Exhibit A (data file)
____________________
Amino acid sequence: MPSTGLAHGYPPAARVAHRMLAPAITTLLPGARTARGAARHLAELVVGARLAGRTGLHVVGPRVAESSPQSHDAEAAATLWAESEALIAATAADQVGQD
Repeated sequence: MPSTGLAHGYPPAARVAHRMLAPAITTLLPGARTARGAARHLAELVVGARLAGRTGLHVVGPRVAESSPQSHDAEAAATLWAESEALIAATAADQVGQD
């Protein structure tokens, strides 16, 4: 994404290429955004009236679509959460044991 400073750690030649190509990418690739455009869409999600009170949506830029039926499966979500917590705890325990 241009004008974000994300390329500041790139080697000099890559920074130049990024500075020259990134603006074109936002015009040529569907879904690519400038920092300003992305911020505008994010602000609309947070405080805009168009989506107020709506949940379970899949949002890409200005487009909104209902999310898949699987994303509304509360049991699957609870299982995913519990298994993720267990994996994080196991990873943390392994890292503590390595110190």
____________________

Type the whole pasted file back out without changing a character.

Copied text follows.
Amino acid sequence: MPSTGLAHGYPPAARVAHRMLAPAITTLLPGARTARGAARHLAELVVGARLAGRTGLHVVGPRVAESSPQSHDAEAAATLWAESEALIAATAADQVGQD
Repeated sequence: MPSTGLAHGYPPAARVAHRMLAPAITTLLPGARTARGAARHLAELVVGARLAGRTGLHVVGPRVAESSPQSHDAEAAATLWAESEALIAATAADQVGQD
């Protein structure tokens, strides 16, 4: 994404290429955004009236679509959460044991 400073750690030649190509990418690739455009869409999600009170949506830029039926499966979500917590705890325990 241009004008974000994300390329500041790139080697000099890559920074130049990024500075020259990134603006074109936002015009040529569907879904690519400038920092300003992305911020505008994010602000609309947070405080805009168009989506107020709506949940379970899949949002890409200005487009909104209902999310898949699987994303509304509360049991699957609870299982995913519990298994993720267990994996994080196991990873943390392994890292503590390595110190």